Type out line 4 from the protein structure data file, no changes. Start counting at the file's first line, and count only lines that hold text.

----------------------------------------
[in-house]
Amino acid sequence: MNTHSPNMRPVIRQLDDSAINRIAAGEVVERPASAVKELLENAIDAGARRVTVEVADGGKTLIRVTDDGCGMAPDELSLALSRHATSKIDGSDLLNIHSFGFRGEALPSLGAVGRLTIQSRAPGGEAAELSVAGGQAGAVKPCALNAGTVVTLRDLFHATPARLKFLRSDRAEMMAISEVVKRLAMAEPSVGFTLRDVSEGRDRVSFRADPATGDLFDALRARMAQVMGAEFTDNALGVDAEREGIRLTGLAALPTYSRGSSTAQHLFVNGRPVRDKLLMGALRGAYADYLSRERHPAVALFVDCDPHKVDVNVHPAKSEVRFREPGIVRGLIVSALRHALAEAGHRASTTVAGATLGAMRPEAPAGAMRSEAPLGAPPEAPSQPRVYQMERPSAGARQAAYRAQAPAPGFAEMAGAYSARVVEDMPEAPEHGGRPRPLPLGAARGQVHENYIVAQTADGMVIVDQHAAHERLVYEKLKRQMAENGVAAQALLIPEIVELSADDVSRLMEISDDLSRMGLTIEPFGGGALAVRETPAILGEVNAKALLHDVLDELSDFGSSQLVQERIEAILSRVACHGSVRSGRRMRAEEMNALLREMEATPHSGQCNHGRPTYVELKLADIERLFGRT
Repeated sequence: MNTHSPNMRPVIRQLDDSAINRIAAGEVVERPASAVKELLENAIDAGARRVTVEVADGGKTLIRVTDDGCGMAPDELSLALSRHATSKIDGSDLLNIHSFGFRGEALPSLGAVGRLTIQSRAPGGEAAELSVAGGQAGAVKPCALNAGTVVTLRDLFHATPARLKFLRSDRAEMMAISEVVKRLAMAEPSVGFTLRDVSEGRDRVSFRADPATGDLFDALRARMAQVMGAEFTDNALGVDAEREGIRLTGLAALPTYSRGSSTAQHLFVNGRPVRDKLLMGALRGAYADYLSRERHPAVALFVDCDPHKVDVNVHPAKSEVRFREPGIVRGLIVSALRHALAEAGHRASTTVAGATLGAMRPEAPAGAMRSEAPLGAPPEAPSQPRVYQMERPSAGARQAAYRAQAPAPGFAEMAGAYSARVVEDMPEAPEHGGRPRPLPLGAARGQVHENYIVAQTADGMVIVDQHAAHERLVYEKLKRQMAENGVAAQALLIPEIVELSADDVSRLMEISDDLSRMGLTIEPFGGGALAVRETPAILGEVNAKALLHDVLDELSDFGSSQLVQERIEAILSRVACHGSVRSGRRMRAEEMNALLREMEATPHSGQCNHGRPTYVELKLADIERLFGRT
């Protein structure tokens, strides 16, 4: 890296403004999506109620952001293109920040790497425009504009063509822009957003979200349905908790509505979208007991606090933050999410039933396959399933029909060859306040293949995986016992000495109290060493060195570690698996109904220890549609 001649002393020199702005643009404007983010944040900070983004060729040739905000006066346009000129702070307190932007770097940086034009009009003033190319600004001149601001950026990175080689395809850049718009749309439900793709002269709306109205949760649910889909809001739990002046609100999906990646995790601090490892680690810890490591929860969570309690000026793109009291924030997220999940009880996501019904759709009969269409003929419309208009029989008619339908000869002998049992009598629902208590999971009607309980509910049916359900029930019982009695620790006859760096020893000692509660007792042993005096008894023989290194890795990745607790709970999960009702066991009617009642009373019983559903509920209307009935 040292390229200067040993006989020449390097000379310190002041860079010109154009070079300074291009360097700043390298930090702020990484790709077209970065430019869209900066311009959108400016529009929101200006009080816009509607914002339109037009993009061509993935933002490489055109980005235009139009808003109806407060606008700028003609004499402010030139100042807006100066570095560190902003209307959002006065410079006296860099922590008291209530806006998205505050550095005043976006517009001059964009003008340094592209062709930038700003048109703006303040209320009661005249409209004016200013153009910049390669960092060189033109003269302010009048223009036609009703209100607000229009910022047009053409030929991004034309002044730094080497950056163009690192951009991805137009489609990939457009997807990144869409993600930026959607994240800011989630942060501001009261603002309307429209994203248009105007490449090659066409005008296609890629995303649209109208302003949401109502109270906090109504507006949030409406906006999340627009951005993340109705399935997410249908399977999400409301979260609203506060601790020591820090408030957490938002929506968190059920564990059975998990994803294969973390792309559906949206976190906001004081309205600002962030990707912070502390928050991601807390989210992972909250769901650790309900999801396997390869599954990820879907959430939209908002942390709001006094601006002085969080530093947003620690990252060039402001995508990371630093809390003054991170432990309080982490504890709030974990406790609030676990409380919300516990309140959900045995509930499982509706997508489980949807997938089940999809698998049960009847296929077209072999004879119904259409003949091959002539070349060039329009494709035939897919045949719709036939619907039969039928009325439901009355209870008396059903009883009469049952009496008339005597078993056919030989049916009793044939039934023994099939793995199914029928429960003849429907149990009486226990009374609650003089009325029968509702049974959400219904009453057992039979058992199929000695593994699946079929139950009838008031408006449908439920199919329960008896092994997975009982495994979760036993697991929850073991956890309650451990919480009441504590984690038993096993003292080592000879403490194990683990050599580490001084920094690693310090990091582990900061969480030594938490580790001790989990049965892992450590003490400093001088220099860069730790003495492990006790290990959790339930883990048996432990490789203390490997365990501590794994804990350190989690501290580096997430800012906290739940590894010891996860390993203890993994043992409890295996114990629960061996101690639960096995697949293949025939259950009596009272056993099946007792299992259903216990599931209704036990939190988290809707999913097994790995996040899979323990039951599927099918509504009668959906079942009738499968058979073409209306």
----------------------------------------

């Protein structure tokens, strides 16, 4: 890296403004999506109620952001293109920040790497425009504009063509822009957003979200349905908790509505979208007991606090933050999410039933396959399933029909060859306040293949995986016992000495109290060493060195570690698996109904220890549609 001649002393020199702005643009404007983010944040900070983004060729040739905000006066346009000129702070307190932007770097940086034009009009003033190319600004001149601001950026990175080689395809850049718009749309439900793709002269709306109205949760649910889909809001739990002046609100999906990646995790601090490892680690810890490591929860969570309690000026793109009291924030997220999940009880996501019904759709009969269409003929419309208009029989008619339908000869002998049992009598629902208590999971009607309980509910049916359900029930019982009695620790006859760096020893000692509660007792042993005096008894023989290194890795990745607790709970999960009702066991009617009642009373019983559903509920209307009935 040292390229200067040993006989020449390097000379310190002041860079010109154009070079300074291009360097700043390298930090702020990484790709077209970065430019869209900066311009959108400016529009929101200006009080816009509607914002339109037009993009061509993935933002490489055109980005235009139009808003109806407060606008700028003609004499402010030139100042807006100066570095560190902003209307959002006065410079006296860099922590008291209530806006998205505050550095005043976006517009001059964009003008340094592209062709930038700003048109703006303040209320009661005249409209004016200013153009910049390669960092060189033109003269302010009048223009036609009703209100607000229009910022047009053409030929991004034309002044730094080497950056163009690192951009991805137009489609990939457009997807990144869409993600930026959607994240800011989630942060501001009261603002309307429209994203248009105007490449090659066409005008296609890629995303649209109208302003949401109502109270906090109504507006949030409406906006999340627009951005993340109705399935997410249908399977999400409301979260609203506060601790020591820090408030957490938002929506968190059920564990059975998990994803294969973390792309559906949206976190906001004081309205600002962030990707912070502390928050991601807390989210992972909250769901650790309900999801396997390869599954990820879907959430939209908002942390709001006094601006002085969080530093947003620690990252060039402001995508990371630093809390003054991170432990309080982490504890709030974990406790609030676990409380919300516990309140959900045995509930499982509706997508489980949807997938089940999809698998049960009847296929077209072999004879119904259409003949091959002539070349060039329009494709035939897919045949719709036939619907039969039928009325439901009355209870008396059903009883009469049952009496008339005597078993056919030989049916009793044939039934023994099939793995199914029928429960003849429907149990009486226990009374609650003089009325029968509702049974959400219904009453057992039979058992199929000695593994699946079929139950009838008031408006449908439920199919329960008896092994997975009982495994979760036993697991929850073991956890309650451990919480009441504590984690038993096993003292080592000879403490194990683990050599580490001084920094690693310090990091582990900061969480030594938490580790001790989990049965892992450590003490400093001088220099860069730790003495492990006790290990959790339930883990048996432990490789203390490997365990501590794994804990350190989690501290580096997430800012906290739940590894010891996860390993203890993994043992409890295996114990629960061996101690639960096995697949293949025939259950009596009272056993099946007792299992259903216990599931209704036990939190988290809707999913097994790995996040899979323990039951599927099918509504009668959906079942009738499968058979073409209306």